Here it is, the qualifying round for 3DBotMaker’s Japanese Nostalgic Car tournament. This race will set up the brackets and provide an idea of how fast the cars are. We had no influence on the tournament other than selecting the cars, and are also seeing this video for the first time. Let’s see how the cars stack up.
We should note that 3DBotMaker swapped the wheels with rubber tires on several of the cars with standard plastic ones so that they would roll smoother on the track. Here are the cars and their drivers, names you have probably seen on JNC.
First up we have Dave Yuan, our resident Mazdafarian, driving the purple Katayama-flared Mazda RX-3 from the original Japan Historics set. Next is my wife Carrie, driving the Hakosuka Skyline GT-X from the same set. Ryan Senensky is behind the wheel of the SA22C Mazda RX-7 from the Kroger’s mystery pack. Ricky Silverio, who owned and built a show-winning A20 Celica back in the day, is behind the wheel of the mainline Daruma Celica from 2013.
Glenn Chiou, the only one of us who’s a real race car driver and regularly campaigns his Datsuns in vintage racing, is in the mainline Datsun 240Z from 2015. We had to pick at least one Datsun 510 wagon and my son Luca Cedric Hsu, who got the whole family hooked on 3DBotMaker, is in the JNC Surf wagon from 2017. Your faithful editor-in-chief, Ben Hsu, is in the Yatabe time trial Toyota 2000GT from the Japan Historics line. Last but not least, our resident rallymaster Patrick Strong drives the Butaketsu Laurel from 2017’s Japan Historics 2.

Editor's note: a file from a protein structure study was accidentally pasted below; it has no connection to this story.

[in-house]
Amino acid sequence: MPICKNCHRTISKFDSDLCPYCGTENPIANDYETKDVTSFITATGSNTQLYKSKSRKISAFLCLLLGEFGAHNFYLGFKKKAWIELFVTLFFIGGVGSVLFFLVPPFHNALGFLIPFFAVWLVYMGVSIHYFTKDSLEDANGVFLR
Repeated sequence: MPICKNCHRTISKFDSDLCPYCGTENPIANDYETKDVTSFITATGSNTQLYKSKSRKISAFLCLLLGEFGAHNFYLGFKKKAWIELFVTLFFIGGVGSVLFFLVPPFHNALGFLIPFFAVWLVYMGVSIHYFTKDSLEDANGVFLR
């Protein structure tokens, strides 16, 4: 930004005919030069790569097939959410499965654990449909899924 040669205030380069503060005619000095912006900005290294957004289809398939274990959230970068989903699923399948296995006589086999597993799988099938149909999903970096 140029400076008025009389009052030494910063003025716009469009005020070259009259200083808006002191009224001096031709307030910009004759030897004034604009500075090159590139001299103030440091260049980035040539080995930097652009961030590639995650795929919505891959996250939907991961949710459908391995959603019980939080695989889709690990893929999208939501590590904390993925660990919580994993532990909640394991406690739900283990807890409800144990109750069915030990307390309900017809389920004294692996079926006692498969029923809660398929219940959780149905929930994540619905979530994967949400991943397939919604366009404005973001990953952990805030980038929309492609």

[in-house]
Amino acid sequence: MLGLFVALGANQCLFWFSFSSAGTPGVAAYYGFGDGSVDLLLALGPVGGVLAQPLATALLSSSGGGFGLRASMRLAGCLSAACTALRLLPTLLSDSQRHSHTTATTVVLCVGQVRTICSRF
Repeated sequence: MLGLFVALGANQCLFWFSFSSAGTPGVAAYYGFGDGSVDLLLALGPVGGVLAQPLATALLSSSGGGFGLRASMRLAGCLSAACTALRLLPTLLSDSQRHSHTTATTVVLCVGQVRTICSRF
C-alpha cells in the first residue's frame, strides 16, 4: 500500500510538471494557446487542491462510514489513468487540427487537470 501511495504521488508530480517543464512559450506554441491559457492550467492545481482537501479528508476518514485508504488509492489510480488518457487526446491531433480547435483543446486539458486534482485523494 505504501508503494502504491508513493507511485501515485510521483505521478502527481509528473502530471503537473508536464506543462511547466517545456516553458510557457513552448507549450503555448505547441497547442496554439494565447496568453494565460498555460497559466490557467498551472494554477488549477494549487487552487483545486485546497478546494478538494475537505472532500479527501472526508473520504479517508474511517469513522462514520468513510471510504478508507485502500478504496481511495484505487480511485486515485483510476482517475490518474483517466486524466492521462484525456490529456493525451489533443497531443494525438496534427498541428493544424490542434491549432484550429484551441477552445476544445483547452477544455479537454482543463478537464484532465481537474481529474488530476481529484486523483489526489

It turns out, Mazdas are fast! Oddly, this aligns pretty closely with how these cars’ real counterparts would perform today. This isn’t always the case, as a Hot Wheels Lamborghini Miura can apparently outpace an Aventador on the track.
In this case, though, we see the two rotary powered race cars sitting at the top of the board, probably with the benefit of a ported engine and a modern 13B swap. The Celica is a bit of a dark horse, but we can say it has a Beams 3S-GE under the hood. In reality a Hako GT-X and Z with L-series motors would probably rank higher, but here the end up mid-pack. And yes, in real life the Nissans were faster on the track — or at least better developed — than the 2000GT, despite the latter’s stellar looks. A Laurel and 510 Wagon, despite their street presence, would likely be outgunned by the more powerful cars.
Now we have the times and rankings. Let’s see how the cars perform next week. Part 02 begins next Saturday, July 17, at 6:00am Pacific Time on 3DBotMaker’s YouTube channel.